7. Groundhogs graze on grasses and clovers — but what they really love are vegetables and fruit growing in gardens! Botanical Bill gazes longingly at the just-out-of-reach bananas ripening in the Tropical Greenhouse. Walk down to the base of the banana plant — what name is on its plant label?

 

PHOTO: Botanical Bill enjoys some pitcher plants.
8. Groundhogs are “edge” creatures that like to live in brushy areas on the edges of forests, in farm fields, or even in landscaped neighborhoods. Botanical Bill is admiring the “meat-eating” plants like Venus fly-traps and sundews in the Semitropical Greenhouse. What plant is hanging in the basket above him?

 

PHOTO: Botanical Bill poses with The Sower.
9. Groundhogs like to sun themselves on rocks, along branches, or on stone walls. Botanical Bill found a sweet spot to catch some sun at The Sower. What year was it installed here? (Hint: Look down for the memorial plaque.)

 

PHOTO: Botanical Bill grabing a drink at the cafe.
10. Groundhogs aren’t big water drinkers — they get their water from rain and dew on the plants and fruit they eat, instead. While Botanical Bill’s relaxing with a mug of water in the Garden Café, answer this question: What was the name of Bill Murray’s character in Groundhog Day?

 

Now scamper over to the Visitor Center Information Desk with your answers. It’s Groundhog Day! Don’t forget to take your picture with Botanical Bill and post it on our Facebook Page!


©2013 Chicago Botanic Garden and my.chicagobotanic.org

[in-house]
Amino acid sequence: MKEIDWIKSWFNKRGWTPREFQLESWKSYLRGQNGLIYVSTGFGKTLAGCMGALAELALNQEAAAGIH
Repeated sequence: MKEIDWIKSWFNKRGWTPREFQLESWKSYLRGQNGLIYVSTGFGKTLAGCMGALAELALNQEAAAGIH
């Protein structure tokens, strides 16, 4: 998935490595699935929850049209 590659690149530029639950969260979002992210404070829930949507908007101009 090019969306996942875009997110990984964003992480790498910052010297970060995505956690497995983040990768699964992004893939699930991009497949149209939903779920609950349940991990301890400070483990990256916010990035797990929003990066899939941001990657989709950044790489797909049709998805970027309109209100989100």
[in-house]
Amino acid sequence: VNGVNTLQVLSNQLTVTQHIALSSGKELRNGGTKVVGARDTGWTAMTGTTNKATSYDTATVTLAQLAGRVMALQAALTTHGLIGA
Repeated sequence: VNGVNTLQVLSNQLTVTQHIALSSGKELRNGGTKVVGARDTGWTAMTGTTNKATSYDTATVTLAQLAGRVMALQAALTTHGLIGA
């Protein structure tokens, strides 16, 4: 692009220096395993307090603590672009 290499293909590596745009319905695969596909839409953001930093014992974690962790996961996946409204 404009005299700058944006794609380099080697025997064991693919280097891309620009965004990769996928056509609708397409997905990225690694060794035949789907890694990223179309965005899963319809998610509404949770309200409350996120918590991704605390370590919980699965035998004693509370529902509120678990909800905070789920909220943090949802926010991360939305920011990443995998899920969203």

Reflections on 12.12.12

One Day on Earth: 24 Hours in the Chicago Botanic Garden

Julie McCaffrey —  December 19, 2012 — Leave a comment

Two Garden staffers set out to capture 12 hours of the Chicago Botanic Garden on 12-12-2012 to submit to the One Day on Earth project. It turned out to be an ideal day to capture winter beauty with clear skies and lots of wildlife. We saw the lights at the Lake Cook Road entrance while it was still dark, the sunrise over the Malott Japanese Garden, gorgeous morning sun on the display gardens, the indoor Wonderland Express exhibition, the sunset over the Regenstein Fruit & Vegetable Garden, the holiday lights on The Esplanade and the indoor Greenhouses. Wonderland Express is open through Jan. 6, 2013, so don’t miss it!


©2012 Chicago Botanic Garden and my.chicagobotanic.org

You may think of the three greenhouses as warm and cozy places to visit on a chilly fall day, but look sharp! There are dark and chilling secrets among the plants you may see there…

In the Arid Greenhouse

PHOTO: Giant toad plant.

Carrion flower or giant toad plant (Stapelia gigantea pallida) smells about as attractive as you might guess from its name.

ROT ROT ROT:  Though the star-shaped flowers of the toad plant look beautiful, they smell like rotten meat. (The scent attracts flies, which are the plant’s pollinators.) We warned you.

DEADLY SAP:  The milky sap of many plants in the euphorbia family irritates the skin and eyes…and is poisonous to humans and animals if ingested.

PHOTO: Peruvian apple cactus.

“Night owls” — bats, really — pollinate the peruvian apple (Cereus peruvanius).